In honor of Native American Heritage Month, a 1927 photo of petroglyphs near Hayfield and the Hinds Pumping Plant along the CRA. Metropolitan preserves Native American artifacts that are discovered during construction. (Thanks to @8thGenCA for sharing this on Twitter)
A weekly newsletter by and for Metropolitan employees
November 18, 2019
Be sure to complete the Ethics Survey by Nov. 22. For more information, contact Hilda Rodriguez at extension 75822.
HQ Building Showcases Important Artwork
While most of us are focused on the work done inside Metropolitan’s HQ offices, there’s plenty to be proud of outside of the building.

At the west entrance near the valet area are two large bas-relief terracotta murals by local artist Steve Rogers. According to the artist, they recall images of an early Los Angeles with a blend of farming and industrial communities.

The sculpture on the south wall is Nell’s Patch. It's a panoramic view of an industrial city and hillsides clothed in small farms and tree-lined neighborhoods. Water, which is responsible for growth, courses through the mountains in pipes, spilling into the arterial waterways. On the north wall, Hanna’s View – Parker Dam depicts the majestic 1930s architectural structure that created Lake Havasu on the Colorado River and a power plant.

The two fountains in the courtyard are also artistic treasures. The designers’ goal was to connect urban with nature, and honor water as the primary source of life. Wellspring is the name of the garden fountain that features aquatic plant life and fish. Around the perimeter is tile work reminiscent of original Native American blankets.

The Sacred Chalice of Ouroboros sits in the center of the courtyard. A golden chalice spills into two bowls and a larger pool. Four words – integrity, health, vision and wisdom – are inscribed on the bottom, and the surrounding tile work represents the serpent Quetzalcoatl and Lung-Wang (Dragon King) symbolizing renewal, rain, rebirth, protection and creativity. 
photo credit to
Debra Sass and Joe Chavez
Upgrading the Ozone Control Systems at Skinner
Metropolitan’s water treatment plants use ozone to disinfect water. Compared to chlorine, ozone destroys more microorganisms, has fewer byproducts, and removes unpleasant tastes and odors.

Metropolitan’s first three ozone systems at the Mills, Jensen, and Skinner plants were equipped with a type of programmable logic controllers (PLCs) that were introduced to the commercial market in 1988.

But just like that old Pentium PC sitting in your garage, computer hardware and software from that era is now outdated. The ozone control system for the Jensen plant was replaced in 2018, and now Metropolitan is getting ready to replace the control system at the Skinner plant. This month, the Board approved a $476,000 contract for new equipment. 

These systems will allow Metropolitan to continue meeting all federal and state drinking water regulations and comply with the plant’s current operating permit.

Metropolitan staff will do final design work, relocate electrical wiring outside the PLC cabinets, conduct system integration tests, and certify system functionality following equipment tests. The Board also authorized an agreement with Suez Treatment Solutions, which owns the proprietary knowledge of the control system equipment, to install new software and assist Metropolitan staff with start-up and testing for the updated ozone control system.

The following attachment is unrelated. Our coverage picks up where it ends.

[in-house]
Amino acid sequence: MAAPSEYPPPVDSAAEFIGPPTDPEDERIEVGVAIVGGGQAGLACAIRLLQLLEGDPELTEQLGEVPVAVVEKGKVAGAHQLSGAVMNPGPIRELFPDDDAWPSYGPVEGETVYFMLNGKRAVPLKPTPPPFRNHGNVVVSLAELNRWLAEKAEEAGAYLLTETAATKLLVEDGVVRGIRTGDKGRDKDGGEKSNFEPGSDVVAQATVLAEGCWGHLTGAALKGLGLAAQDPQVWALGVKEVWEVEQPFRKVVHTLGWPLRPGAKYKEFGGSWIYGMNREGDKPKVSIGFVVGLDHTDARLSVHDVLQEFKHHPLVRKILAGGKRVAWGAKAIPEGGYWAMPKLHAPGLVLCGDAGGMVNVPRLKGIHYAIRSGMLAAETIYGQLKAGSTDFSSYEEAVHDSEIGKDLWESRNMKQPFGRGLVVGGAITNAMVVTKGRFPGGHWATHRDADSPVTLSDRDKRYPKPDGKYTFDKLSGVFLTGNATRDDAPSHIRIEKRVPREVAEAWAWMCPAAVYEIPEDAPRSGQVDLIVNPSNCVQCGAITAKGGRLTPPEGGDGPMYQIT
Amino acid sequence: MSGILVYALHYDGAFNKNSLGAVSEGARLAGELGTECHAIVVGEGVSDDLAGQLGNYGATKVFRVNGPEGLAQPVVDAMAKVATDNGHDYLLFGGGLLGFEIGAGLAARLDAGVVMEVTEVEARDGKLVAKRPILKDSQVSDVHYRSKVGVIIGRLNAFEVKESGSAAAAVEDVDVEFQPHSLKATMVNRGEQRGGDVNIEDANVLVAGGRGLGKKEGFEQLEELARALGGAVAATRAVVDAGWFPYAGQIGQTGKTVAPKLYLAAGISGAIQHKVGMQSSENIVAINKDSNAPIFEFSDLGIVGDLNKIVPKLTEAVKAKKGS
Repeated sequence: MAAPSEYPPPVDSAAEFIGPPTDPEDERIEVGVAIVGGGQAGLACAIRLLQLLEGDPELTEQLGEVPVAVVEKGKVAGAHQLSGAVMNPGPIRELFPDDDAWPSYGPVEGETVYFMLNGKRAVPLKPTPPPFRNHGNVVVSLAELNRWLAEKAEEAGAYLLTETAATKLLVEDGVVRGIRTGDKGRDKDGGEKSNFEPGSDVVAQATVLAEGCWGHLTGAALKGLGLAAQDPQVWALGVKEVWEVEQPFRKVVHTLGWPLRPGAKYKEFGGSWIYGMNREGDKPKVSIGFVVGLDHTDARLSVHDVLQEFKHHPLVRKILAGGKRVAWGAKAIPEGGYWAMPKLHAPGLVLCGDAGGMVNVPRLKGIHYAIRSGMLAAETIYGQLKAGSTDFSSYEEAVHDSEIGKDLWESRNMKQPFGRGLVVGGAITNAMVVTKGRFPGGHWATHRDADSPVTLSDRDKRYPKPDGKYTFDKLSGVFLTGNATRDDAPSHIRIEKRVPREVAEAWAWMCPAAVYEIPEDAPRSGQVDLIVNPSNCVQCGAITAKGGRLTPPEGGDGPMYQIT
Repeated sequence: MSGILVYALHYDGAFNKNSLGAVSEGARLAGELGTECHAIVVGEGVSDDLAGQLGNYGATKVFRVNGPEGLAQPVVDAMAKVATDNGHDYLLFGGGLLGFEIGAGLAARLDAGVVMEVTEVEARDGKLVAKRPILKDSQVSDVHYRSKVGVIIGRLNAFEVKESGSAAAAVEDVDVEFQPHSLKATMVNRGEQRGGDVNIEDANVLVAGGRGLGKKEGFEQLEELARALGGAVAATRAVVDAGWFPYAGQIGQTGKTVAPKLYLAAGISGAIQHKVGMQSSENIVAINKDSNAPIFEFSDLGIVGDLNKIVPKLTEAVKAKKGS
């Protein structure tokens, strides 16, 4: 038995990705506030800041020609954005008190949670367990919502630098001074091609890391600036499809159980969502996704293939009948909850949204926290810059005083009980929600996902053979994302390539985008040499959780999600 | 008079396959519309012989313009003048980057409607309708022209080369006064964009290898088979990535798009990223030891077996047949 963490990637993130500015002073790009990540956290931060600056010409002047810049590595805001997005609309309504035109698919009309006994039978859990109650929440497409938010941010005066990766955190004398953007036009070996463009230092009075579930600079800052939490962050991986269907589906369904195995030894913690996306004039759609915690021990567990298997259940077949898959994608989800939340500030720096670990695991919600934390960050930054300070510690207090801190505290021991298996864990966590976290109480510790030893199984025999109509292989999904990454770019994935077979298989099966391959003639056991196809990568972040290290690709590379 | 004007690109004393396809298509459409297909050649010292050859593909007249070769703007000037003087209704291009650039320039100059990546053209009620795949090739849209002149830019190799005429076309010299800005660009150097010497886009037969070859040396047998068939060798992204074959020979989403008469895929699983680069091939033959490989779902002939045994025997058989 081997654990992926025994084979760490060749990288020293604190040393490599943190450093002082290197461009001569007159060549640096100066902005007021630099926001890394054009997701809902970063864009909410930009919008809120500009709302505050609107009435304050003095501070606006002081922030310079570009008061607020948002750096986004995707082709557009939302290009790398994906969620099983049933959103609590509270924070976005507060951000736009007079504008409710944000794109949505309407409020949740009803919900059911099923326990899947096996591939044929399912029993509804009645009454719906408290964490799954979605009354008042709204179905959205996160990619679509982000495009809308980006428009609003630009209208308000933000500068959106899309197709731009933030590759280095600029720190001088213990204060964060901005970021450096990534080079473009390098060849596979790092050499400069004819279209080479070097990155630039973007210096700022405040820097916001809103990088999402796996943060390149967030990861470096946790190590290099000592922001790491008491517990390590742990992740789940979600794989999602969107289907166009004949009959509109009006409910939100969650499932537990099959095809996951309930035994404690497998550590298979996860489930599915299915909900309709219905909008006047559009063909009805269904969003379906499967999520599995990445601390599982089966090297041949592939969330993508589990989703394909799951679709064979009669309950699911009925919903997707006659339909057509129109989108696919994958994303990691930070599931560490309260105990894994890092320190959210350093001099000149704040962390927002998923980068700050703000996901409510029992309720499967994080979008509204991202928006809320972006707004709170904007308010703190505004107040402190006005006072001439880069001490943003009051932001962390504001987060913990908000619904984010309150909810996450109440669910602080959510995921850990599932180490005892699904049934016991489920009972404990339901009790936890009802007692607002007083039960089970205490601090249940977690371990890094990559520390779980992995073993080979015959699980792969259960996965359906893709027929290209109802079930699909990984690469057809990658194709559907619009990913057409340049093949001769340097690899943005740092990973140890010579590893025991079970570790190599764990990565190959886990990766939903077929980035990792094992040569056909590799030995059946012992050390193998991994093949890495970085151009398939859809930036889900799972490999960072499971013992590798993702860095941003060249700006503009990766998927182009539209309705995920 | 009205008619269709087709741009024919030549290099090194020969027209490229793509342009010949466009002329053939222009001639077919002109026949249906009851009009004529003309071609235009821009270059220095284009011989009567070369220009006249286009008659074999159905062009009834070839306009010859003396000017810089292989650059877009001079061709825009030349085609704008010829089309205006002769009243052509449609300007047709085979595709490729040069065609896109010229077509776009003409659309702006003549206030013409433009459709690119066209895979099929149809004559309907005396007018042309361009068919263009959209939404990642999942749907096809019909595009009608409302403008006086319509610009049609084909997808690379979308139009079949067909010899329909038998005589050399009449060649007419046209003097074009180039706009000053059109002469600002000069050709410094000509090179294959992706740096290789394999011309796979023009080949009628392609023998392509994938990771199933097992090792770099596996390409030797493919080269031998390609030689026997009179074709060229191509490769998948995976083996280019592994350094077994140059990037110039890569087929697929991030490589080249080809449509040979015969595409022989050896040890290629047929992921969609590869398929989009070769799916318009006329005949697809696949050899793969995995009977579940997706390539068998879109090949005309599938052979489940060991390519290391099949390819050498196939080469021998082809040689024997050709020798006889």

The Skinner Plant is located near Hemet and serves several agencies in Riverside and San Diego County. With a capacity of 350 million gallons/day, it could fill the Rose Bowl every two hours.
She's the Friendly Voice Answering Met's Phones
If you’ve ever called Metropolitan’s main phone line, you’ve likely talked with Gale Arnold-Long . That’s because she's been the helpful voice of Metropolitan for employees, directors and the public for 25 years.

“I really love people,” Gale says, “and my job allows me to help many of them."

Is there a question she regularly has to answer for callers? “Yes. I often need to explain we are not LADWP,” she says without hesitation.

Gale started as a contract security guard at Sunset HQ and didn't intend to stay for long. But a Metropolitan employee named Sylvia Ballin (now a Director representing the city of San Fernando) encouraged her to apply for a job as a shuttle driver.

Gale landed the position and soon was transporting people to meetings and train stations, as well as delivering mail to other Metropolitan facilities.

Several years later, a part-time position for a telephone operator opened up and Gale was hired. In 2003, she was part of the group that started the Business Resource Center. Three years later, Gale was promoted to an Administrative Assistant and has since taken on many additional responsibilities.

Gale’s skills aren’t limited to being the voice of Metropolitan. She also loves to cook and plan special events. To celebrate her co-workers, Gale started the monthly birthday club and is known for the delicious food she often shares at the office - including her signature chicken dish.

Her passion though is her family, especially creating memories with her sons and grandsons. 
New hires, transfers, promotions & retirements are posted here each month.
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